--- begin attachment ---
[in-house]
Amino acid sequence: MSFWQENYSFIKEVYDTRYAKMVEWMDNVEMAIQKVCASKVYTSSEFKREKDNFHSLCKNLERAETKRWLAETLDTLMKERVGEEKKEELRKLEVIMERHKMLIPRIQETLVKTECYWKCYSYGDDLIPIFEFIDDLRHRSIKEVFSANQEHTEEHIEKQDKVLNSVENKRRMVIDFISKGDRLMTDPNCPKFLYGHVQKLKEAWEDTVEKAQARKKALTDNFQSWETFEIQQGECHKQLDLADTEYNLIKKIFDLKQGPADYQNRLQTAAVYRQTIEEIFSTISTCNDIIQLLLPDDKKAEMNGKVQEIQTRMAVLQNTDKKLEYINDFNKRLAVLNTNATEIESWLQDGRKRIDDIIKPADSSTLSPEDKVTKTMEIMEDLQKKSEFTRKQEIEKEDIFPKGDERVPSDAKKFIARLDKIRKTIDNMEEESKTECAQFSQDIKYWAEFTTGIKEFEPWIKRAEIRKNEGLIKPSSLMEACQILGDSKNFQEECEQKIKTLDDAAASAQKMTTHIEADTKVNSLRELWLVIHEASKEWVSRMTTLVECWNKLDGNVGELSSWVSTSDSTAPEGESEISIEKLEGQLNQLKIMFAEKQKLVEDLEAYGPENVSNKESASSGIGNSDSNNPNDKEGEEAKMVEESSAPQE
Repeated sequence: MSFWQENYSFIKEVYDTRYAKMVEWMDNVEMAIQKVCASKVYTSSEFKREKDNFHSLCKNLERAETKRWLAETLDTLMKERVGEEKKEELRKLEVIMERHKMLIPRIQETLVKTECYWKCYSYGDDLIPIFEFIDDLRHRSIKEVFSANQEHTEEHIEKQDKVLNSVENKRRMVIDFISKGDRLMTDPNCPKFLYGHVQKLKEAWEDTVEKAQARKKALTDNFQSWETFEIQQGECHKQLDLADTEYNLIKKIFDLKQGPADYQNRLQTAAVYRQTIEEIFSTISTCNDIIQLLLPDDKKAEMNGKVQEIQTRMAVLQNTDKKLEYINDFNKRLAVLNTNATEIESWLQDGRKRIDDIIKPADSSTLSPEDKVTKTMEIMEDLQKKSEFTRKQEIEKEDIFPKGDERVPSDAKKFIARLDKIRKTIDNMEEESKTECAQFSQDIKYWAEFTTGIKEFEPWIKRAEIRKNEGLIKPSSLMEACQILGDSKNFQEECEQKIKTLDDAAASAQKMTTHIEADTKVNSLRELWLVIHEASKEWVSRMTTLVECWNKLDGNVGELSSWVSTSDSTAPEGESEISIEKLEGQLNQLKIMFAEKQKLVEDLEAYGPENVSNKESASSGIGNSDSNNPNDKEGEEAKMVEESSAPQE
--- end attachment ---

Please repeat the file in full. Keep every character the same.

[in-house]
Amino acid sequence: MSFWQENYSFIKEVYDTRYAKMVEWMDNVEMAIQKVCASKVYTSSEFKREKDNFHSLCKNLERAETKRWLAETLDTLMKERVGEEKKEELRKLEVIMERHKMLIPRIQETLVKTECYWKCYSYGDDLIPIFEFIDDLRHRSIKEVFSANQEHTEEHIEKQDKVLNSVENKRRMVIDFISKGDRLMTDPNCPKFLYGHVQKLKEAWEDTVEKAQARKKALTDNFQSWETFEIQQGECHKQLDLADTEYNLIKKIFDLKQGPADYQNRLQTAAVYRQTIEEIFSTISTCNDIIQLLLPDDKKAEMNGKVQEIQTRMAVLQNTDKKLEYINDFNKRLAVLNTNATEIESWLQDGRKRIDDIIKPADSSTLSPEDKVTKTMEIMEDLQKKSEFTRKQEIEKEDIFPKGDERVPSDAKKFIARLDKIRKTIDNMEEESKTECAQFSQDIKYWAEFTTGIKEFEPWIKRAEIRKNEGLIKPSSLMEACQILGDSKNFQEECEQKIKTLDDAAASAQKMTTHIEADTKVNSLRELWLVIHEASKEWVSRMTTLVECWNKLDGNVGELSSWVSTSDSTAPEGESEISIEKLEGQLNQLKIMFAEKQKLVEDLEAYGPENVSNKESASSGIGNSDSNNPNDKEGEEAKMVEESSAPQE
Repeated sequence: MSFWQENYSFIKEVYDTRYAKMVEWMDNVEMAIQKVCASKVYTSSEFKREKDNFHSLCKNLERAETKRWLAETLDTLMKERVGEEKKEELRKLEVIMERHKMLIPRIQETLVKTECYWKCYSYGDDLIPIFEFIDDLRHRSIKEVFSANQEHTEEHIEKQDKVLNSVENKRRMVIDFISKGDRLMTDPNCPKFLYGHVQKLKEAWEDTVEKAQARKKALTDNFQSWETFEIQQGECHKQLDLADTEYNLIKKIFDLKQGPADYQNRLQTAAVYRQTIEEIFSTISTCNDIIQLLLPDDKKAEMNGKVQEIQTRMAVLQNTDKKLEYINDFNKRLAVLNTNATEIESWLQDGRKRIDDIIKPADSSTLSPEDKVTKTMEIMEDLQKKSEFTRKQEIEKEDIFPKGDERVPSDAKKFIARLDKIRKTIDNMEEESKTECAQFSQDIKYWAEFTTGIKEFEPWIKRAEIRKNEGLIKPSSLMEACQILGDSKNFQEECEQKIKTLDDAAASAQKMTTHIEADTKVNSLRELWLVIHEASKEWVSRMTTLVECWNKLDGNVGELSSWVSTSDSTAPEGESEISIEKLEGQLNQLKIMFAEKQKLVEDLEAYGPENVSNKESASSGIGNSDSNNPNDKEGEEAKMVEESSAPQE